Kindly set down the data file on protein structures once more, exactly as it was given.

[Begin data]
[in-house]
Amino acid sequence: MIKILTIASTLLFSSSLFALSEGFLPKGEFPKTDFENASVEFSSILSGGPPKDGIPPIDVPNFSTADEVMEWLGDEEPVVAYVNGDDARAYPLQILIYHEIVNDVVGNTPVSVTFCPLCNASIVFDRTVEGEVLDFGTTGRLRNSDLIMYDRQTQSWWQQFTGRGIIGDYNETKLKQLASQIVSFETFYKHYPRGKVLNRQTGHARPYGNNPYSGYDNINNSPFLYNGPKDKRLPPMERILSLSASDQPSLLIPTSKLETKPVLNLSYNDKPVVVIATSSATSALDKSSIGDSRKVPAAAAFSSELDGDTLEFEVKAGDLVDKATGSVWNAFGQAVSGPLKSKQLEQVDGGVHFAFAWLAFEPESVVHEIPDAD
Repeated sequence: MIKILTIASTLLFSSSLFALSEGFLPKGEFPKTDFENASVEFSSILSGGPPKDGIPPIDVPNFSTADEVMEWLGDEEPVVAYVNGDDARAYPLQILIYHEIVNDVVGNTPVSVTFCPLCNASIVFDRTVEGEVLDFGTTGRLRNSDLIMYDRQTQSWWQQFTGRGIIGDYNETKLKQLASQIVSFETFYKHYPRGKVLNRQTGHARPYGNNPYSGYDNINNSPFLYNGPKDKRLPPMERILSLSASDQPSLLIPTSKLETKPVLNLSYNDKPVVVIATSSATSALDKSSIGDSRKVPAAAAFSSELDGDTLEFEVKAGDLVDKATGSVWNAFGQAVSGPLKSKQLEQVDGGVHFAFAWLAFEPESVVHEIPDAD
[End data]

[in-house]
Amino acid sequence: MIKILTIASTLLFSSSLFALSEGFLPKGEFPKTDFENASVEFSSILSGGPPKDGIPPIDVPNFSTADEVMEWLGDEEPVVAYVNGDDARAYPLQILIYHEIVNDVVGNTPVSVTFCPLCNASIVFDRTVEGEVLDFGTTGRLRNSDLIMYDRQTQSWWQQFTGRGIIGDYNETKLKQLASQIVSFETFYKHYPRGKVLNRQTGHARPYGNNPYSGYDNINNSPFLYNGPKDKRLPPMERILSLSASDQPSLLIPTSKLETKPVLNLSYNDKPVVVIATSSATSALDKSSIGDSRKVPAAAAFSSELDGDTLEFEVKAGDLVDKATGSVWNAFGQAVSGPLKSKQLEQVDGGVHFAFAWLAFEPESVVHEIPDAD
Repeated sequence: MIKILTIASTLLFSSSLFALSEGFLPKGEFPKTDFENASVEFSSILSGGPPKDGIPPIDVPNFSTADEVMEWLGDEEPVVAYVNGDDARAYPLQILIYHEIVNDVVGNTPVSVTFCPLCNASIVFDRTVEGEVLDFGTTGRLRNSDLIMYDRQTQSWWQQFTGRGIIGDYNETKLKQLASQIVSFETFYKHYPRGKVLNRQTGHARPYGNNPYSGYDNINNSPFLYNGPKDKRLPPMERILSLSASDQPSLLIPTSKLETKPVLNLSYNDKPVVVIATSSATSALDKSSIGDSRKVPAAAAFSSELDGDTLEFEVKAGDLVDKATGSVWNAFGQAVSGPLKSKQLEQVDGGVHFAFAWLAFEPESVVHEIPDAD